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Old 12-17-2007, 12:21 PM   #8
bluedana
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Join Date: Feb 2006
Location: Massachusetts
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No, it didn't. "Jumping the shark" has a very specific meaning, one that does not fit here. It comes from an episode of Happy Days where the epitome of cool character, The Fonz, literally jumps a tank of sharks on his motorcycle. People now use the terms loosely (and incorrectly) to refer to when a show does something they don't like, whether it's introduce a new concept or character, or pursues a storyline that isn't as strong as previous "good" episodes.

But, frankly, that isn't what "jumping the shark" meant, originally. The phrase actually means the point in the show where you have strayed so far from the initial premise, usually to revive sagging ratings, that you can't go back. And while QL did have ratings issues, and, arguably, had weaker storylines in Season 5 (although I don't completely buy that as well - every season had episodes that could have been better), it never ditched the formula irrevocably.

The Evil Leapers were simply an addition - they didn't violate canon or change Sam's mission. In fact, they were hinted at in the B'man episode (where Sam is told that the devil is actively messing up people's lives). There was no in-show rule that Sam would not leap into famous people; that was a philosophy taken - and broken - by DB. And he only did it 3 times out of almost a hundred leaps. Each episode, even the Sam is nuts ones, remained true to the original premise, and so QL never did jump the shark.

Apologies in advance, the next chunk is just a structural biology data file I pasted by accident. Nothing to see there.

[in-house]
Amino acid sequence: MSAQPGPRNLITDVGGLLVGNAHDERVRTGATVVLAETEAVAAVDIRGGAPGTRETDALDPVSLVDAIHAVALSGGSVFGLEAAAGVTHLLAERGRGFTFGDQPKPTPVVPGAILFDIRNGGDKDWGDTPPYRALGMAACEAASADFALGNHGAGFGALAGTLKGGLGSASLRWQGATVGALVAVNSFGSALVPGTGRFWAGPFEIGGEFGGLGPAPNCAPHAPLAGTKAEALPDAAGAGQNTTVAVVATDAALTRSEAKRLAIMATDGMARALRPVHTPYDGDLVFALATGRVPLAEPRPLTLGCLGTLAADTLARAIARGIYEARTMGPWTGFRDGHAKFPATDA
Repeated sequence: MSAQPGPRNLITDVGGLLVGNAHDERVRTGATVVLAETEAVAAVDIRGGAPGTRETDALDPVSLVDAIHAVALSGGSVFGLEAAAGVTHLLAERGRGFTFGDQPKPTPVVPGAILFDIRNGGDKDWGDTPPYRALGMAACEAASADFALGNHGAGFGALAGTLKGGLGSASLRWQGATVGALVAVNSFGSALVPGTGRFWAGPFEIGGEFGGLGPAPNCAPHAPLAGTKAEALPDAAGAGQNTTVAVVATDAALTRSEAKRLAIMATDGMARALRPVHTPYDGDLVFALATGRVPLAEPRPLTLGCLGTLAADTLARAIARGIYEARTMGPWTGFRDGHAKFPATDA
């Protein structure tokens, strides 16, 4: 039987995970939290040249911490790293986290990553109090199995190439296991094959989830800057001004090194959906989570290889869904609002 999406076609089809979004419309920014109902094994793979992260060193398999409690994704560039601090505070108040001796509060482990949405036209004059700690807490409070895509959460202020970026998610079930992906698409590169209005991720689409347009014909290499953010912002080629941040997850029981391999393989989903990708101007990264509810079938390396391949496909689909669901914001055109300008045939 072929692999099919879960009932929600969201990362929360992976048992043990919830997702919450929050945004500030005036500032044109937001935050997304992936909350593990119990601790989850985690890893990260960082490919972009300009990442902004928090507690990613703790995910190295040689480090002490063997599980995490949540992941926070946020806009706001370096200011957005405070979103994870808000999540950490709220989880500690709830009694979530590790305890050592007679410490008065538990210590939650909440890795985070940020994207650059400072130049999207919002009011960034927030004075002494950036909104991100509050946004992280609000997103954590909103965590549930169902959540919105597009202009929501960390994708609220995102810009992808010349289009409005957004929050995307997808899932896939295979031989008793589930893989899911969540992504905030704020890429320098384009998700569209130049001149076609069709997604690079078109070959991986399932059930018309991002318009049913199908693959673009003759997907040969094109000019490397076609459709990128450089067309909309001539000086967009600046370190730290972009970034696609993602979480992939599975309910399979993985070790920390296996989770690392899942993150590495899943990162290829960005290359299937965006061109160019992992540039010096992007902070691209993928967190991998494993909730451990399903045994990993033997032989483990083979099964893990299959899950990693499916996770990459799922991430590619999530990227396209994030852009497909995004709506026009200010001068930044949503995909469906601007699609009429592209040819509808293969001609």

Contrast that with the Happy Days episode. After performing such a hokey, cheesy stunt, Fonz could never go back the James Dean-esque coolness that defined his character. Ever. Another example of JTS-ing would be the spin off of Happy Days: Laverne and Shirley. After years of successful stories centered around these blue collar working girls in the late 50's/early 60's Milwaukee beer bottling plant, the show moved to Los Angeles - a completely opposite environment. They made up stupid reasons why everyone L&S knew would also move to LA, and when Cindy Williams refused to come back to the show, they put a double in a full body cast (with a "comic" accident explanation) and concentrated on the other characters. The bond between these two women, which was the premise for the show, was lost completely. That's jumping the shark. It also happens when writers introduce a new focus character (think "Cousin Oliver" on the Brady Bunch (a "jump" that preceded the term) or have the characters sleep together, thereby changing the fundamental relationship that made the series work (think Moonlighting)).

Up until the very last episode, QL was true to its premise - quantum physicist lost in time, living pieces of other people's lives, putting right things that went wrong, and hoping someday to get home. We really don't know what the 6th season would have brought. While Leaping Between the States broke the "within his own lifetime rule," it was addressed and explained in the show, and it didn't leave any permanent changes to the premise.
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